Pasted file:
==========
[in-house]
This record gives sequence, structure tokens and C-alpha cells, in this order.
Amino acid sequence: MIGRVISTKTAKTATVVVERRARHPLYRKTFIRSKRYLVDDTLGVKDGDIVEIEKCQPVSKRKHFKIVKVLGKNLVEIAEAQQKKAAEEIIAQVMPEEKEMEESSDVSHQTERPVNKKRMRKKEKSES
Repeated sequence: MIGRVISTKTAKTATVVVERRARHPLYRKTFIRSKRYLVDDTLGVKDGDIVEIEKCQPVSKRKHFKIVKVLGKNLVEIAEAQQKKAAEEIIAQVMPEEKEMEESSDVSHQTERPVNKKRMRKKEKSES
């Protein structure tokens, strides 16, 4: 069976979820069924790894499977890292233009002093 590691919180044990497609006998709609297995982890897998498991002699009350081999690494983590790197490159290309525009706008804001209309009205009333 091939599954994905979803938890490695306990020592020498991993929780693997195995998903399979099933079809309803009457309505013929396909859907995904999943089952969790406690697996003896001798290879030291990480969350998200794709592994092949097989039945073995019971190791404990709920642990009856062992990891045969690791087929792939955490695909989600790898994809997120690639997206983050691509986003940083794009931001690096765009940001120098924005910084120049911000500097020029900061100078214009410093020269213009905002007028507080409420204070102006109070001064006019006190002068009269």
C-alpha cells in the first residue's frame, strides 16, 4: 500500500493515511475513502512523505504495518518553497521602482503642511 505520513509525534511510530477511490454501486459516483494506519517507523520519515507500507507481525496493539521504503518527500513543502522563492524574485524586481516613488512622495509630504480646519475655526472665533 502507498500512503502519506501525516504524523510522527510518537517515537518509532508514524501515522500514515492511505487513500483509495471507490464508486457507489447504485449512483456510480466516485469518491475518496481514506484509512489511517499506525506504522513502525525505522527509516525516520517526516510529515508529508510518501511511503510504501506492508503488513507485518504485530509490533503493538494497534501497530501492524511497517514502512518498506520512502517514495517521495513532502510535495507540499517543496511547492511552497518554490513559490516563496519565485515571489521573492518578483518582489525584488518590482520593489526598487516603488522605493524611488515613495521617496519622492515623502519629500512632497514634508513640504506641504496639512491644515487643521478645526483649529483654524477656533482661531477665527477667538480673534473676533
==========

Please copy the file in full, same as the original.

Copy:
[in-house]
This record gives sequence, structure tokens and C-alpha cells, in this order.
Amino acid sequence: MIGRVISTKTAKTATVVVERRARHPLYRKTFIRSKRYLVDDTLGVKDGDIVEIEKCQPVSKRKHFKIVKVLGKNLVEIAEAQQKKAAEEIIAQVMPEEKEMEESSDVSHQTERPVNKKRMRKKEKSES
Repeated sequence: MIGRVISTKTAKTATVVVERRARHPLYRKTFIRSKRYLVDDTLGVKDGDIVEIEKCQPVSKRKHFKIVKVLGKNLVEIAEAQQKKAAEEIIAQVMPEEKEMEESSDVSHQTERPVNKKRMRKKEKSES
């Protein structure tokens, strides 16, 4: 069976979820069924790894499977890292233009002093 590691919180044990497609006998709609297995982890897998498991002699009350081999690494983590790197490159290309525009706008804001209309009205009333 091939599954994905979803938890490695306990020592020498991993929780693997195995998903399979099933079809309803009457309505013929396909859907995904999943089952969790406690697996003896001798290879030291990480969350998200794709592994092949097989039945073995019971190791404990709920642990009856062992990891045969690791087929792939955490695909989600790898994809997120690639997206983050691509986003940083794009931001690096765009940001120098924005910084120049911000500097020029900061100078214009410093020269213009905002007028507080409420204070102006109070001064006019006190002068009269």
C-alpha cells in the first residue's frame, strides 16, 4: 500500500493515511475513502512523505504495518518553497521602482503642511 505520513509525534511510530477511490454501486459516483494506519517507523520519515507500507507481525496493539521504503518527500513543502522563492524574485524586481516613488512622495509630504480646519475655526472665533 502507498500512503502519506501525516504524523510522527510518537517515537518509532508514524501515522500514515492511505487513500483509495471507490464508486457507489447504485449512483456510480466516485469518491475518496481514506484509512489511517499506525506504522513502525525505522527509516525516520517526516510529515508529508510518501511511503510504501506492508503488513507485518504485530509490533503493538494497534501497530501492524511497517514502512518498506520512502517514495517521495513532502510535495507540499517543496511547492511552497518554490513559490516563496519565485515571489521573492518578483518582489525584488518590482520593489526598487516603488522605493524611488515613495521617496519622492515623502519629500512632497514634508513640504506641504496639512491644515487643521478645526483649529483654524477656533482661531477665527477667538480673534473676533